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Drinks

Good job! You just found recipes for all of your favorite famous foods! Bestselling author and TV host Todd Wilbur shows you how to easily duplicate the taste of iconic dishes and treats at home for less money than eating out. Todd's recipes are easy to follow and fun to make! See if Todd has hacked your favorite drinks here. New recipes added every week.

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    Score: 5.00. Votes: 1

    You’ll need a cocktail shaker for this one. If you want to serve it up the same way as in the restaurant you need a small martini glass. You’ll also need some simple syrup to sweeten the drink. You can buy it or make your own by mixing two parts sugar to one part boiling water. You’ll have some leftover ingredients for an additional serving if you like. And once you taste this, you’ll like.

    Source: Top Secret Recipes: Sodas, Smoothies, Spirits, and Shakes by Todd Wilbur.

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    Score: 4.00. Votes: 1

    These two tasty cocktails make good use of berry-flavored vodkas from Stolichnaya: Stoli Razberi and Stoli Blueberi. The Raspberry Iced tea is a creative riff on a Long Island Ice Tea, although not as strong. I think you'll find it's a more enjoyable, tastier drink than the Long Island original. The Cran Blueberri Lemonade is a simple cocktail with strong berry flavors. Three fresh blueberries dropped into the glass may remind you of the three coffee beans traditionally served in a snifter of sambuca as a toast to health, wealth and happiness. Ill drink to that.

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    Here's a refreshing warm weather (or any weather!) cocktail that’s considered one of Cheddar's signature drinks. It's served in a huge 18-ounce schooner glass, but you can use any glass that will hold 18-ounces of liquid goodness. For the strawberries, find them in the freezer section and get kind that are frozen in sweet syrup, and let them thaw out before you measure. Be sure to include lots of the syrup when you measure the strawberries to help mellow the tart juice from the two lemon wedges.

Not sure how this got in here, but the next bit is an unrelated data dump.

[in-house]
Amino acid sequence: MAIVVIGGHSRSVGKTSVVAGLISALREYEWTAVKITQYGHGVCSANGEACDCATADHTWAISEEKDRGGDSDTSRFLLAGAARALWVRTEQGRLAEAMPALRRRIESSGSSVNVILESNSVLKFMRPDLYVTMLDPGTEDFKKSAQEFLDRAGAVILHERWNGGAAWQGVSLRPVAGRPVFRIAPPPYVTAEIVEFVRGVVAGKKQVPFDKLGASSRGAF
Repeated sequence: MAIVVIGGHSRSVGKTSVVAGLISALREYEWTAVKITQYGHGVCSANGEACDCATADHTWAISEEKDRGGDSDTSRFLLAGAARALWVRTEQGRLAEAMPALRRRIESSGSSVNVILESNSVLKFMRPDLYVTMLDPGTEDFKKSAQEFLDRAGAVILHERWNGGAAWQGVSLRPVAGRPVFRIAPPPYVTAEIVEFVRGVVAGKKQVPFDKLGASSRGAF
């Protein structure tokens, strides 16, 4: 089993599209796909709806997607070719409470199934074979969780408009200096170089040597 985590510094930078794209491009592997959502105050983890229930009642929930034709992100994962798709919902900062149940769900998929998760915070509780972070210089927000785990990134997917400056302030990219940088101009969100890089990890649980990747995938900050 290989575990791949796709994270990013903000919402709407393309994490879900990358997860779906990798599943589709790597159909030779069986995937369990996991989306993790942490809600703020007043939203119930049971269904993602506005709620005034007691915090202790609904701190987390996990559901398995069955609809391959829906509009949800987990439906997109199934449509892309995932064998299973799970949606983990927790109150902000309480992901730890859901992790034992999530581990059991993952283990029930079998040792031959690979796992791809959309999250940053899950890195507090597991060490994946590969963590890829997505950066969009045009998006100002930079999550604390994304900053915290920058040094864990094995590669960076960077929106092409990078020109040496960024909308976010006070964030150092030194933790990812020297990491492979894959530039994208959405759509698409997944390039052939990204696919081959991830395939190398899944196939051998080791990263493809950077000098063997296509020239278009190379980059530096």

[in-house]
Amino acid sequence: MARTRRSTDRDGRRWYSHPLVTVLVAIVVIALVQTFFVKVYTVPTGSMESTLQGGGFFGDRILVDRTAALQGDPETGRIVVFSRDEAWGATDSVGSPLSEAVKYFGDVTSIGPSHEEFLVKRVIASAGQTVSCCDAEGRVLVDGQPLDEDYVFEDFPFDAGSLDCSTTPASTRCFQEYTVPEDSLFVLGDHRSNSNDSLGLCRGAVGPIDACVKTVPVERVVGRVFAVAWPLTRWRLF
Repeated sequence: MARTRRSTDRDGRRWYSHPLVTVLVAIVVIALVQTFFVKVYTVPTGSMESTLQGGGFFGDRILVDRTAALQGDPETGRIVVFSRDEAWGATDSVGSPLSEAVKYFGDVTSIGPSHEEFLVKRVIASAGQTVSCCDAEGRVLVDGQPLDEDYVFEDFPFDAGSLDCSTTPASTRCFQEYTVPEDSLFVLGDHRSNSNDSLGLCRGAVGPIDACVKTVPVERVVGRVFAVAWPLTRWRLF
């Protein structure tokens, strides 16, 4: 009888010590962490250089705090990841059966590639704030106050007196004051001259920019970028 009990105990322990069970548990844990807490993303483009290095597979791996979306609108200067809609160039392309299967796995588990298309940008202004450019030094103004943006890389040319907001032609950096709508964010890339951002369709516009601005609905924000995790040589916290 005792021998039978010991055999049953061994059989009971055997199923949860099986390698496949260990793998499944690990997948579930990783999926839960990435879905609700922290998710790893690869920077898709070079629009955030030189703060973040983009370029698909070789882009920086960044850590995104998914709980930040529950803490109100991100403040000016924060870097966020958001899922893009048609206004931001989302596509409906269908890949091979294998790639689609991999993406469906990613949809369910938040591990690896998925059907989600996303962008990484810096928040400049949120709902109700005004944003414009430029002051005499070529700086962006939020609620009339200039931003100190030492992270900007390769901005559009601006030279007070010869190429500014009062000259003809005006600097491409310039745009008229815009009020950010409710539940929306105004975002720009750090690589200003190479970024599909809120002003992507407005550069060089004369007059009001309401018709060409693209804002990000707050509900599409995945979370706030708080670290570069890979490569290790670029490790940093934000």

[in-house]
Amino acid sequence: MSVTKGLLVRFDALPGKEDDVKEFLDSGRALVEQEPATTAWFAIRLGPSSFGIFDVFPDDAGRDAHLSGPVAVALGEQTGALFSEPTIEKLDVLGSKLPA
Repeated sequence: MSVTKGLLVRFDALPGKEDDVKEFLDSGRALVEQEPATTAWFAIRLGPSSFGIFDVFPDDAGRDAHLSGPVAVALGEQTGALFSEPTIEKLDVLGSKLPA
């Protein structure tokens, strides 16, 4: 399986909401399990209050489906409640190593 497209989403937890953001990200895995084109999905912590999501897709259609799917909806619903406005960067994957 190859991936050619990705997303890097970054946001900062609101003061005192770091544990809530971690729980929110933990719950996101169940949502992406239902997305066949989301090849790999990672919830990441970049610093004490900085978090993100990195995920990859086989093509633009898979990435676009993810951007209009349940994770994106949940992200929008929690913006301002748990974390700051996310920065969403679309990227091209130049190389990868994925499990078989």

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    In-N-Out Burger's delicious shakes are made with real ice cream, and that's a good thing,  but this vanilla shake has a unique taste that's more than just straight vanilla—I sense a hint of buttery caramel. Riffing on that idea I came up with an easy hack for these tasty shakes using a blend of French vanilla ice cream and whole milk, along with a simple secret ingredient: caramel topping. Spooning just 1 tablespoon of Smucker’s caramel topping into the blender before mixing it all up produced a vanilla shake remarkably similar to the one that’s been served at In-N-Out Burger since 1975.

    Unfortunately, a milkshake produced with a home blender is thinner than a restaurant milkshake made with a milkshake machine. To fix that, after mixing your shake in the blender, place the blender in your freezer for a bit until the shake firms up, then mix it once again, spoon it into a tall glass, and serve it with a wide straw.

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    Score: 4.00. Votes: 26

    If you've got an espresso/cappuccino machine, you're well on your way to recreating a top-choice Starbucks coffee drink. For the caramel part, you can use any caramel sauce that you find in the grocery store near the ice cream toppings. Pick your favorite. To make this recipe work best you'll need 3 tablespoons of a rich caramel sauce (like the stuff Starbucks uses), or 4 tablespoons of a lighter sauce (such as fat-free Smuckers). For the vanilla syrup you can use the bottled syrups, such as those made by Torani, or just whip up your own clone from scratch using the recipe below. By the way, if you want to make this clone even more like the real product use the vanilla syrup and caramel sauce Starbucks sells in the shops.

    Source: Top Secret Recipes Unlocked by Todd Wilbur.

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    Score: 5.00. Votes: 6